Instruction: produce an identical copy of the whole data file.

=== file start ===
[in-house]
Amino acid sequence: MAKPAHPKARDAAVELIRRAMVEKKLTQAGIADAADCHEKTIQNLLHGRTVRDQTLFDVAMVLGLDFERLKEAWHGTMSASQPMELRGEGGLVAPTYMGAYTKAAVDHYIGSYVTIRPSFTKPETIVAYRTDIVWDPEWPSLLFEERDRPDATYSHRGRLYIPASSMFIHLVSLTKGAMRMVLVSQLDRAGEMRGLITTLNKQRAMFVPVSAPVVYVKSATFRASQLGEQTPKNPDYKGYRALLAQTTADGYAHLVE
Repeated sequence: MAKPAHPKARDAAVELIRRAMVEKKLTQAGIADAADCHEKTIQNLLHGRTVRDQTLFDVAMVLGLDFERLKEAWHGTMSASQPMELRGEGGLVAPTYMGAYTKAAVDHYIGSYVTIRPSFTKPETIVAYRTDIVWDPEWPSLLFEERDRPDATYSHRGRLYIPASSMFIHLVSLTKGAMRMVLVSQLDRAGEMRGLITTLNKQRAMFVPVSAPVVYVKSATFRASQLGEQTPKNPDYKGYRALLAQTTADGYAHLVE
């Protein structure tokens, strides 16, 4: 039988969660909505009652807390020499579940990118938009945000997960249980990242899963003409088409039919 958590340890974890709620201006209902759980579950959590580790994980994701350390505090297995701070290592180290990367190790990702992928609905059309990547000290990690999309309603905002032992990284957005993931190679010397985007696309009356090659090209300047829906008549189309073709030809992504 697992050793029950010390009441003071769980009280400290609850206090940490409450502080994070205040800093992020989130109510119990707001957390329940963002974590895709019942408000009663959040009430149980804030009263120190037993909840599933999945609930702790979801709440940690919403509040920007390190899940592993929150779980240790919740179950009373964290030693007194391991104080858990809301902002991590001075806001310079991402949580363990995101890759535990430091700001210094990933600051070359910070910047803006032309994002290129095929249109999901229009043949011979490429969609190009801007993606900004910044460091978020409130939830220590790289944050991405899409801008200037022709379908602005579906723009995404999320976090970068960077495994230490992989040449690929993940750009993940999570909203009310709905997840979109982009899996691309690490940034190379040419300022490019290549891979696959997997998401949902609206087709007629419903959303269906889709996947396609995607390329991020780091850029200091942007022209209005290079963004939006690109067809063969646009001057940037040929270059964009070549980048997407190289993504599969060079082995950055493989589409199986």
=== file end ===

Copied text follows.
[in-house]
Amino acid sequence: MAKPAHPKARDAAVELIRRAMVEKKLTQAGIADAADCHEKTIQNLLHGRTVRDQTLFDVAMVLGLDFERLKEAWHGTMSASQPMELRGEGGLVAPTYMGAYTKAAVDHYIGSYVTIRPSFTKPETIVAYRTDIVWDPEWPSLLFEERDRPDATYSHRGRLYIPASSMFIHLVSLTKGAMRMVLVSQLDRAGEMRGLITTLNKQRAMFVPVSAPVVYVKSATFRASQLGEQTPKNPDYKGYRALLAQTTADGYAHLVE
Repeated sequence: MAKPAHPKARDAAVELIRRAMVEKKLTQAGIADAADCHEKTIQNLLHGRTVRDQTLFDVAMVLGLDFERLKEAWHGTMSASQPMELRGEGGLVAPTYMGAYTKAAVDHYIGSYVTIRPSFTKPETIVAYRTDIVWDPEWPSLLFEERDRPDATYSHRGRLYIPASSMFIHLVSLTKGAMRMVLVSQLDRAGEMRGLITTLNKQRAMFVPVSAPVVYVKSATFRASQLGEQTPKNPDYKGYRALLAQTTADGYAHLVE
């Protein structure tokens, strides 16, 4: 039988969660909505009652807390020499579940990118938009945000997960249980990242899963003409088409039919 958590340890974890709620201006209902759980579950959590580790994980994701350390505090297995701070290592180290990367190790990702992928609905059309990547000290990690999309309603905002032992990284957005993931190679010397985007696309009356090659090209300047829906008549189309073709030809992504 697992050793029950010390009441003071769980009280400290609850206090940490409450502080994070205040800093992020989130109510119990707001957390329940963002974590895709019942408000009663959040009430149980804030009263120190037993909840599933999945609930702790979801709440940690919403509040920007390190899940592993929150779980240790919740179950009373964290030693007194391991104080858990809301902002991590001075806001310079991402949580363990995101890759535990430091700001210094990933600051070359910070910047803006032309994002290129095929249109999901229009043949011979490429969609190009801007993606900004910044460091978020409130939830220590790289944050991405899409801008200037022709379908602005579906723009995404999320976090970068960077495994230490992989040449690929993940750009993940999570909203009310709905997840979109982009899996691309690490940034190379040419300022490019290549891979696959997997998401949902609206087709007629419903959303269906889709996947396609995607390329991020780091850029200091942007022209209005290079963004939006690109067809063969646009001057940037040929270059964009070549980048997407190289993504599969060079082995950055493989589409199986």